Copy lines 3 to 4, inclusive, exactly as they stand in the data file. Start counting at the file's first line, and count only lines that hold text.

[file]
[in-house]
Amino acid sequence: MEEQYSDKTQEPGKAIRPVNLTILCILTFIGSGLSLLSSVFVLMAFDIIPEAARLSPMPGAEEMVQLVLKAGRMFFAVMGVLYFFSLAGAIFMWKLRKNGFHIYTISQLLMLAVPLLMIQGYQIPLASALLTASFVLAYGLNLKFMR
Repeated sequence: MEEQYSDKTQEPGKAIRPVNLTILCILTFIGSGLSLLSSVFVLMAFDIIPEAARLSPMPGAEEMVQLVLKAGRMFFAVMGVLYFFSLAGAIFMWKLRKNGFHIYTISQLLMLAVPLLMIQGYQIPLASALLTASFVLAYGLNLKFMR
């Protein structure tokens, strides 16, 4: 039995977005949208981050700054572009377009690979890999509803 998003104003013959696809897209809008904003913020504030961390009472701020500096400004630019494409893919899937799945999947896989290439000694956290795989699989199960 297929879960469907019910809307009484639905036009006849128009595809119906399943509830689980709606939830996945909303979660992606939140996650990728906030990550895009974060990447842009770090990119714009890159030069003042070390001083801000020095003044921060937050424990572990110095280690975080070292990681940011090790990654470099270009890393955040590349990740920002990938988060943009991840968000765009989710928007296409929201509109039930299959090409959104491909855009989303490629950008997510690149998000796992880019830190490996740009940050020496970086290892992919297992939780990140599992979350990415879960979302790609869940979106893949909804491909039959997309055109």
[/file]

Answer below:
Repeated sequence: MEEQYSDKTQEPGKAIRPVNLTILCILTFIGSGLSLLSSVFVLMAFDIIPEAARLSPMPGAEEMVQLVLKAGRMFFAVMGVLYFFSLAGAIFMWKLRKNGFHIYTISQLLMLAVPLLMIQGYQIPLASALLTASFVLAYGLNLKFMR
């Protein structure tokens, strides 16, 4: 039995977005949208981050700054572009377009690979890999509803 998003104003013959696809897209809008904003913020504030961390009472701020500096400004630019494409893919899937799945999947896989290439000694956290795989699989199960 297929879960469907019910809307009484639905036009006849128009595809119906399943509830689980709606939830996945909303979660992606939140996650990728906030990550895009974060990447842009770090990119714009890159030069003042070390001083801000020095003044921060937050424990572990110095280690975080070292990681940011090790990654470099270009890393955040590349990740920002990938988060943009991840968000765009989710928007296409929201509109039930299959090409959104491909855009989303490629950008997510690149998000796992880019830190490996740009940050020496970086290892992919297992939780990140599992979350990415879960979302790609869940979106893949909804491909039959997309055109």